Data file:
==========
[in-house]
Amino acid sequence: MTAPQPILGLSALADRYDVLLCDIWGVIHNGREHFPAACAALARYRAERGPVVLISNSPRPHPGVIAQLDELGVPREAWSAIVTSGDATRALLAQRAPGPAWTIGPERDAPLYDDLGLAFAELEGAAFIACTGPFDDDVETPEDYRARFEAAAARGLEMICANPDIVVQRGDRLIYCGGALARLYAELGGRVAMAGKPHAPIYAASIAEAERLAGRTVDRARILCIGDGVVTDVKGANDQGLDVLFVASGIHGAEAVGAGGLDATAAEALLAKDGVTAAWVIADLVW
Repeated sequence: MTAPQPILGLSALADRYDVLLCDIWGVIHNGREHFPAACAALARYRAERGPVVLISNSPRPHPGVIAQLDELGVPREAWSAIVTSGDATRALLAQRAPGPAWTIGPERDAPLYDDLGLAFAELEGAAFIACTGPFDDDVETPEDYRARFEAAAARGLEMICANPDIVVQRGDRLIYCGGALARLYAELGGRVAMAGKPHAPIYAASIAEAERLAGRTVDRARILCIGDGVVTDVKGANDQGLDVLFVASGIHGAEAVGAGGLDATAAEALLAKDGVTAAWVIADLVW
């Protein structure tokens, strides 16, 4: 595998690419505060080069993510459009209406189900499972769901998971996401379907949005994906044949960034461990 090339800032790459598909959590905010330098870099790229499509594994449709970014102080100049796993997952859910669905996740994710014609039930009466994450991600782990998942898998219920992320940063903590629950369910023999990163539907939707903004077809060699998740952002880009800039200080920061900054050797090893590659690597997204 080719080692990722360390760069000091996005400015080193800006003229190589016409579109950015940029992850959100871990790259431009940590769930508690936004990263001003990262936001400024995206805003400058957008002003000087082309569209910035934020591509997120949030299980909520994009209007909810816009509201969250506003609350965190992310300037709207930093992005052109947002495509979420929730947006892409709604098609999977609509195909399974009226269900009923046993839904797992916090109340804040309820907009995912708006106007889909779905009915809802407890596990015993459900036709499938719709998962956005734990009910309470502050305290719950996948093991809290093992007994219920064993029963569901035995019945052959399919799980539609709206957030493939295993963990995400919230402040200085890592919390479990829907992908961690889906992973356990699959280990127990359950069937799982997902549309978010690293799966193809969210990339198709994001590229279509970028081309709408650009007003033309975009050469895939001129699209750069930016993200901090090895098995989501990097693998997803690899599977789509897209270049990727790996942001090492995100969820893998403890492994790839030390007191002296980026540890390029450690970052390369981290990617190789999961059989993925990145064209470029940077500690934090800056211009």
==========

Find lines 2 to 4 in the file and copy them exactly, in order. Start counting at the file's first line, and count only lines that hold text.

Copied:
Amino acid sequence: MTAPQPILGLSALADRYDVLLCDIWGVIHNGREHFPAACAALARYRAERGPVVLISNSPRPHPGVIAQLDELGVPREAWSAIVTSGDATRALLAQRAPGPAWTIGPERDAPLYDDLGLAFAELEGAAFIACTGPFDDDVETPEDYRARFEAAAARGLEMICANPDIVVQRGDRLIYCGGALARLYAELGGRVAMAGKPHAPIYAASIAEAERLAGRTVDRARILCIGDGVVTDVKGANDQGLDVLFVASGIHGAEAVGAGGLDATAAEALLAKDGVTAAWVIADLVW
Repeated sequence: MTAPQPILGLSALADRYDVLLCDIWGVIHNGREHFPAACAALARYRAERGPVVLISNSPRPHPGVIAQLDELGVPREAWSAIVTSGDATRALLAQRAPGPAWTIGPERDAPLYDDLGLAFAELEGAAFIACTGPFDDDVETPEDYRARFEAAAARGLEMICANPDIVVQRGDRLIYCGGALARLYAELGGRVAMAGKPHAPIYAASIAEAERLAGRTVDRARILCIGDGVVTDVKGANDQGLDVLFVASGIHGAEAVGAGGLDATAAEALLAKDGVTAAWVIADLVW
């Protein structure tokens, strides 16, 4: 595998690419505060080069993510459009209406189900499972769901998971996401379907949005994906044949960034461990 090339800032790459598909959590905010330098870099790229499509594994449709970014102080100049796993997952859910669905996740994710014609039930009466994450991600782990998942898998219920992320940063903590629950369910023999990163539907939707903004077809060699998740952002880009800039200080920061900054050797090893590659690597997204 080719080692990722360390760069000091996005400015080193800006003229190589016409579109950015940029992850959100871990790259431009940590769930508690936004990263001003990262936001400024995206805003400058957008002003000087082309569209910035934020591509997120949030299980909520994009209007909810816009509201969250506003609350965190992310300037709207930093992005052109947002495509979420929730947006892409709604098609999977609509195909399974009226269900009923046993839904797992916090109340804040309820907009995912708006106007889909779905009915809802407890596990015993459900036709499938719709998962956005734990009910309470502050305290719950996948093991809290093992007994219920064993029963569901035995019945052959399919799980539609709206957030493939295993963990995400919230402040200085890592919390479990829907992908961690889906992973356990699959280990127990359950069937799982997902549309978010690293799966193809969210990339198709994001590229279509970028081309709408650009007003033309975009050469895939001129699209750069930016993200901090090895098995989501990097693998997803690899599977789509897209270049990727790996942001090492995100969820893998403890492994790839030390007191002296980026540890390029450690970052390369981290990617190789999961059989993925990145064209470029940077500690934090800056211009």